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Alderman Tom Tunney’s Chicago Restaurant Faces $10,500 in Fines as Owners Rage About His Hypocrisy

Restaurant owners, already suffering during the pandemic, are furious at the alderman’s disregard for COVID-19 safety

A storefront of a restaurant.
Ann Sather has been open since 1945.
Google

The city of Chicago has cited Ann Sather twice for serving customers indoors and ignoring the state’s COVID-19 safety rules. Ald. (44th Ward) Tom Tunney owns the Lakeview fixture which violated the state’s indoor dining ban instituted on October 30 as novel coronavirus cases spiked. An amount will be determined at a future administrative hearing, as the restaurant faces a maximum $10,500 fine, according to the city.

Tunney, whose ward encompasses Wrigleyville and Lakeview, is a former chair of the Illinois Restaurant Association. He and his restaurant were outed Monday in a blog post that showed photos taken last week of customers eating inside Ann Sather, a popular breakfast restaurant near Belmont and Clark that’s been open for 75 years. Tunney would admit to serving regular customers indoors and promised his staff would cease dining room service. The alderman admits his restaurant violated Gov. J.B. Pritzker’s mandate on indoor dining, but Tunney still stresses staff required social distancing for customers.

Pritzker was asked about Tunney during a Monday afternoon news conference and the governor responded by saying elected officials should be setting an example. During his news conference on Tuesday, Pritzker didn’t mention Tunney but he did admonish restaurant owners who serve customers indoors and said people will get sick as a result of indoor dining during the pandemic. Restaurant owners who offer indoor service, a group that presumably would include Tunney, would have to “live with that the rest of their lives,” Pritzker said.

Tunney is a key ally of Mayor Lori Lightfoot, as the Tribune points out and he wields clout as the chair of the city’s zoning committee. He’s also exerted influence in establishing policies that affect the city’s food industry. Most notable, Tunney shaped the city’s guidelines surrounding food trucks. Those rules are noted as some the most stringent in the country, rules that make it difficult for small businesses to prosper. While cities like LA and New York see some food trucks rise to the same level of popularity as restaurants, the city’s rules have muffled that potential in favor of aiding restaurant owners afraid that food trucks would steal profits.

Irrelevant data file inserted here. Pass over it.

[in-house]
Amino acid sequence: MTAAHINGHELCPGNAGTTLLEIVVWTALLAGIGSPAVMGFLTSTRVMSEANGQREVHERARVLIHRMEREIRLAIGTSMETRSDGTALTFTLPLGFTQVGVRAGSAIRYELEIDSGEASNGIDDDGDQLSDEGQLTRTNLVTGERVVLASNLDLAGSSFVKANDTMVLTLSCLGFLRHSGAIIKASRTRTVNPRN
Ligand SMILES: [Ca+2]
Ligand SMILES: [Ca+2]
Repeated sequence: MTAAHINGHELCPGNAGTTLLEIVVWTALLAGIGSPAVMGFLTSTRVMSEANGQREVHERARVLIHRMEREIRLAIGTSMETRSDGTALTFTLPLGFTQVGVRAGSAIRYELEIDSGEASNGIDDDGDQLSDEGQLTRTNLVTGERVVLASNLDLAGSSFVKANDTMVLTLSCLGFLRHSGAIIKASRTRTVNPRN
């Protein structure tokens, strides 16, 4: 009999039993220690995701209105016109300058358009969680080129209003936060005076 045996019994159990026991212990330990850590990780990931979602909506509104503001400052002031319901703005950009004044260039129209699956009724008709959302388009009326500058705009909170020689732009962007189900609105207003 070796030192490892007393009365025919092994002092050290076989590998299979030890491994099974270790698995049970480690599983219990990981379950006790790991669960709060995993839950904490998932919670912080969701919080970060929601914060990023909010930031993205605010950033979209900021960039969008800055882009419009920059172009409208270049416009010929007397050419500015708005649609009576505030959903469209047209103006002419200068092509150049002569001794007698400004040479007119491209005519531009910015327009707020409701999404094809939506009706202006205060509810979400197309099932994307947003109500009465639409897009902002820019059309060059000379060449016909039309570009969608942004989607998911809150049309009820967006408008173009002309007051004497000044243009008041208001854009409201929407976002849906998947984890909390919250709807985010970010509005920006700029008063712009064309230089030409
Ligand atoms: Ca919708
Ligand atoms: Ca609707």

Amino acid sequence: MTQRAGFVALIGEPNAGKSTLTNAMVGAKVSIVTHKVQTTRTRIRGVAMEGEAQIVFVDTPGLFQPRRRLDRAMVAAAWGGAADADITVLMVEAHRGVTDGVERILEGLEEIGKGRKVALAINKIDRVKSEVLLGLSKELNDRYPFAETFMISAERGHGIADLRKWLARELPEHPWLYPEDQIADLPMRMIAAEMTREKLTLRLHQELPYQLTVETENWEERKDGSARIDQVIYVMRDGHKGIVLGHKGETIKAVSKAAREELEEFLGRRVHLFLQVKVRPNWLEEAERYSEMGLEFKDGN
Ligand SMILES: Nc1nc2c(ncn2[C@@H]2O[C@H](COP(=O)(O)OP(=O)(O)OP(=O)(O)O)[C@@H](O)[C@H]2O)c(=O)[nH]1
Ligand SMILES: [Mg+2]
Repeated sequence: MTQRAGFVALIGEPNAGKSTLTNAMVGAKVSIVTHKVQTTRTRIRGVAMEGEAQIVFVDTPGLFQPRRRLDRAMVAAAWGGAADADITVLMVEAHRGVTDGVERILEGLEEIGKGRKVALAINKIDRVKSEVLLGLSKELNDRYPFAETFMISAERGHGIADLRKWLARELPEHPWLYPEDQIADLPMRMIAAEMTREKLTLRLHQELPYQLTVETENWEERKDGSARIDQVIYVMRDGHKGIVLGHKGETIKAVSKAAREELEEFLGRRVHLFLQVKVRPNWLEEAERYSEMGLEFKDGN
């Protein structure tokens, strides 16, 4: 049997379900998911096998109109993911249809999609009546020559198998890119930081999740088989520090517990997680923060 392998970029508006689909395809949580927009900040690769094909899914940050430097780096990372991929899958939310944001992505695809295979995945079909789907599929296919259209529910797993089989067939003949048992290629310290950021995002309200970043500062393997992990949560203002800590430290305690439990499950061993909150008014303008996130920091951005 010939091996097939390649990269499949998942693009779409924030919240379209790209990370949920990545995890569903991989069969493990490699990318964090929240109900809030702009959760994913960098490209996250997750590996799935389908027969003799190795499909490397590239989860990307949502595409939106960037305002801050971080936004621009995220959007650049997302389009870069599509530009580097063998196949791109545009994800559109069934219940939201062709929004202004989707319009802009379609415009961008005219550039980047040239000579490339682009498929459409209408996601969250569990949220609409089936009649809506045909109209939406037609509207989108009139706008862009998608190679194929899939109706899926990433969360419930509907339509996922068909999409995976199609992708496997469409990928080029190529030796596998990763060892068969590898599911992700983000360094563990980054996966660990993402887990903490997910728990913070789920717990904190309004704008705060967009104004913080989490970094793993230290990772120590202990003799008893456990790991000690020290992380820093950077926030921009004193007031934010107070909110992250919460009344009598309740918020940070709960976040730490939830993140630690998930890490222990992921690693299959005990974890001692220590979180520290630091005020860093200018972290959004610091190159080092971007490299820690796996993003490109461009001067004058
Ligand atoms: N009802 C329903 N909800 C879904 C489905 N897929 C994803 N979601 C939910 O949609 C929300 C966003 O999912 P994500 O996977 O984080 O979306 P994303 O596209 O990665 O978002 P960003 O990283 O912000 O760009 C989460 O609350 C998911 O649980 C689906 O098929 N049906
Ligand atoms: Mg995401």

The food truck lobby has tried to fight the restrictions but haven’t found success. In 2016, the state’s Supreme Court upheld the city’s regulations on where food trucks could park. Food truck operators have said they have no room downtown to set up shop as the city’s rules were arbitrary. City officials claimed restrictions were in the name of traffic safety.

Those strict regulations have a last impact in hurting businesses during the pandemic. For example, Jason Vincent — owner of Giant in Logan Square and Chef’s Special Cocktail Bar in Bucktown — took to social media to ask if his food truck could sell alcohol. Lifting the restriction ”would literally save the business” he tweeted. Trucks in Austin, Texas can sell beer. Las Vegas has no open container laws. Trucks in Portland can sell beer and wine.

Truck owners who have survived despite the challenges where angry on Monday. When Shaun Podgursky, owner of Dmen Tap and the Donermen food truck, heard about Tunney violating the indoor dining ban, feelings of frustration resurfaced.

“Seeing this news as a food truck owner who has had to scrape a living out the past seven years because of the Draconian laws written by this person, while watching other cities like Austin, Los Angeles, and even Indianapolis thrive is really painful,” he tells Eater Chicago. “[Tunney] literally kiboshed entrepreneurship for people with limited investment opportunity, many of them people of color or with immigrant backgrounds. Shame!”

Other restaurant owners across the city expressed their own frustration. Ty Fujimura — who owns Arami in West Town, Small Bar in Logan Square, and Entente in River North — called for Tunney to step down from the City Council. Fujimura says that Tunney should be held accountable for disrespecting his constituents in the restaurant community. The actions felt “wildly inappropriate.”

Ann Sather received two citations: One that could result in a $10,000 fine, and another that brings a maximum of $500, according to the city. Tunney has been an alderman since 2003. Ann Sather, known for its Swedish breakfasts, has been open since 1945.

Ann Sather

909 W Belmont Ave, Chicago, IL 60657 (773) 348-2378 Visit Website

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